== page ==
The Washington Post

Alex Ovechkin ‘wasn’t feeling 100 percent,’ leaves Capitals practice early

(AP Photo/Alex Brandon)

Alex Ovechkin left the ice less than 20 minutes into Capitals practice Tuesday morning in Arlington.

“Little tired from last night,” Coach Adam Oates said when asked about Ovechkin’s early departure. “He kind of wasn’t feeling 100 percent, so he said, ‘Let me get out of here.’ So I said, ‘Sure.‘”

Ovechkin finished the game Monday night in Washington’s 4-2 win over the Oilers and skated a high ice time of 20:58 among Capitals forwards in the contest. In addition to recording a goal and an assist, Ovechkin had four shots on goal (seven total attempts) and five hits.

This wouldn’t be the first time Ovechkin has taken part in a practice only to leave early to tend to the bumps and bruises that accumulate over the course of the season, or to get something of a break on a light practice day – the Capitals were only on the ice for about 40 minutes Tuesday morning. In the early afternoon while still at the team’s practice facility, Ovechkin appeared no worse for wear as he jogged across the ice in street clothes to get to the other side of the building.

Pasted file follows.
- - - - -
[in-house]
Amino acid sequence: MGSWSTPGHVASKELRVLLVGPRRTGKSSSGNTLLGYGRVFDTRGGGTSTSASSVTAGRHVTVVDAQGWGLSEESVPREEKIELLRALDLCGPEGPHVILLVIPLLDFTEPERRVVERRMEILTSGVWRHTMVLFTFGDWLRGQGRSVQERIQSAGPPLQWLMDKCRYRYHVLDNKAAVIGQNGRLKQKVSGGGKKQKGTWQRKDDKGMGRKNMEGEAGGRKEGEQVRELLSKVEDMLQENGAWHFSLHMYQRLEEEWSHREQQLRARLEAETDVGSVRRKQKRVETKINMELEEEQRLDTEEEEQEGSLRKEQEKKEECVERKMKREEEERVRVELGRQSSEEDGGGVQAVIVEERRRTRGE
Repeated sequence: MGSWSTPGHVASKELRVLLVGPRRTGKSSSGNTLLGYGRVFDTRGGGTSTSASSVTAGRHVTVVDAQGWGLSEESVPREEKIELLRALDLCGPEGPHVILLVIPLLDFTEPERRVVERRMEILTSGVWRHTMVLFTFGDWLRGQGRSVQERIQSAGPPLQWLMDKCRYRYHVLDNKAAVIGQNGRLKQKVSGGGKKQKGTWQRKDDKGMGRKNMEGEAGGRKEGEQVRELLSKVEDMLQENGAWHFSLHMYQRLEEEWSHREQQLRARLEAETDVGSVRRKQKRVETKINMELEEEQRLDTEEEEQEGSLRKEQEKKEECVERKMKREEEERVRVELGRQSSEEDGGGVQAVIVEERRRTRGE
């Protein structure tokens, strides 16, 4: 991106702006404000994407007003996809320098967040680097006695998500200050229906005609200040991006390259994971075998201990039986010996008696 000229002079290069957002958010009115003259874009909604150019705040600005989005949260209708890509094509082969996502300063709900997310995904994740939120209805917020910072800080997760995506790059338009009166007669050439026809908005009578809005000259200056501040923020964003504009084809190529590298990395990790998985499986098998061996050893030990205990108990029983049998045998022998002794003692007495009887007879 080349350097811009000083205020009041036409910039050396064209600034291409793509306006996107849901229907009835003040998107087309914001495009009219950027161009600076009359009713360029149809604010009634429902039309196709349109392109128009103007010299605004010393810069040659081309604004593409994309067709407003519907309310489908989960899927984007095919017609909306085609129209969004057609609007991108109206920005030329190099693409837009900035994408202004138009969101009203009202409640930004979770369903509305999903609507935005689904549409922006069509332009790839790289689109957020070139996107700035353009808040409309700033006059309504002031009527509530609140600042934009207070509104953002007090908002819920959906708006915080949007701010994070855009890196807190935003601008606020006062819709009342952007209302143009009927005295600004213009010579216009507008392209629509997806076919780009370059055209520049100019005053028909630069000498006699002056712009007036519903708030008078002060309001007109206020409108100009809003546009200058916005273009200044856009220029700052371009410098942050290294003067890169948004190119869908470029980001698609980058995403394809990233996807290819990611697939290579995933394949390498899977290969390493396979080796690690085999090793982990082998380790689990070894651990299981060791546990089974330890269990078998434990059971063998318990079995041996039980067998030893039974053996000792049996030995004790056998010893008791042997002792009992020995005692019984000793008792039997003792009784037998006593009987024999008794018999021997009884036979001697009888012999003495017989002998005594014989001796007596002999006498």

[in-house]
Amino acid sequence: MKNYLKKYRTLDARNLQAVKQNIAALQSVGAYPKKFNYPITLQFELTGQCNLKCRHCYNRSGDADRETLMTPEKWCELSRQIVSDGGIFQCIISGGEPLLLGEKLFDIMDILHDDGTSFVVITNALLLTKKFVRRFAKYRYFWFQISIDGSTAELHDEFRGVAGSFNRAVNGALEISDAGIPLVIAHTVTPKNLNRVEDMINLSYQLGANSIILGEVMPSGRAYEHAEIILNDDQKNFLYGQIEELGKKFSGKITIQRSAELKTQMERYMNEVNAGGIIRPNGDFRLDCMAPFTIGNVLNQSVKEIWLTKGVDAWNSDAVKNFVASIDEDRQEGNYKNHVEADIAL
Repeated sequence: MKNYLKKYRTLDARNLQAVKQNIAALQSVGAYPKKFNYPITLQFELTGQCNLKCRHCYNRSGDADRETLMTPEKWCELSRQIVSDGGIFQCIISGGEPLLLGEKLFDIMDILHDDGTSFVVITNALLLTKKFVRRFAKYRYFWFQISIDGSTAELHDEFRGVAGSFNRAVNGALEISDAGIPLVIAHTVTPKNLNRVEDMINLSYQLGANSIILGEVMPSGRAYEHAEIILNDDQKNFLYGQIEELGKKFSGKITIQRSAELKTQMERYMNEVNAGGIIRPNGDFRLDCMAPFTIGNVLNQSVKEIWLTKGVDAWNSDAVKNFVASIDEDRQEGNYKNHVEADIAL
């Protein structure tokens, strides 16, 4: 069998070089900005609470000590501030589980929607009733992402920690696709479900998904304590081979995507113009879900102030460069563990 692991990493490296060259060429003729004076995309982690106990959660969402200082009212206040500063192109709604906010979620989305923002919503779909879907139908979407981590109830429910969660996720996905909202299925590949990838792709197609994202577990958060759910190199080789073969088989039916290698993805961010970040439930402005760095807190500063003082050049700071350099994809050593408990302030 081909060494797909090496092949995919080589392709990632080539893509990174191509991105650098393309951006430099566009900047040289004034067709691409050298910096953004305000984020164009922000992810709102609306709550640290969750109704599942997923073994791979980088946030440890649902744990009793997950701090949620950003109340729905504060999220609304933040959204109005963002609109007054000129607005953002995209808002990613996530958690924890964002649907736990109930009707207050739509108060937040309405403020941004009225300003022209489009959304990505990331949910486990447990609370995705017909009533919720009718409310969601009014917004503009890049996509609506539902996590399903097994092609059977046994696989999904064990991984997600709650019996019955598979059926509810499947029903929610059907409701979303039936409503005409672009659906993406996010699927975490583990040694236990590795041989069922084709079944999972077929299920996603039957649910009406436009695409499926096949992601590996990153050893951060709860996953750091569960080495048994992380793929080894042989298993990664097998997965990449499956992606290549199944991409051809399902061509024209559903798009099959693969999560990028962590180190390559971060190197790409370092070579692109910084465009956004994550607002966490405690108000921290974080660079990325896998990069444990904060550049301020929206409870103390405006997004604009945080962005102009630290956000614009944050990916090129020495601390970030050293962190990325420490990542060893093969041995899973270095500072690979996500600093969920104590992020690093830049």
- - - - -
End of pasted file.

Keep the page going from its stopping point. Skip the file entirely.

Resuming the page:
Over the course of his career Ovechkin has dealt with his share of injuries, from a lower-body injury in 2012, nagging knee problem in 2011 and in last year’s playoffs he played the final two games with a fractured left foot. But Ovechkin has rarely missed games because of injury.

“There’s some luck involved,” Oates said about Ovechkin’s durability. “He’s a physical player. Guys who hit a lot and get hit a lot and have contact a lot have a tendency to get some bruises. It’s part of his skill-set too, he’s a huge man and it’s one of the things that make him special.”

>> John Erskine said he needs to see how he feels Wednesday morning but is still hopeful he will be ready to face the Rangers after missing two games with an upper body injury he suffered against Carolina on Oct. 10.

Oates wants to be cautious with the veteran defenseman, though.

“Want to make sure that he’s 100 percent,” Oates said. “I don’t want him to come back and reinjure it.”



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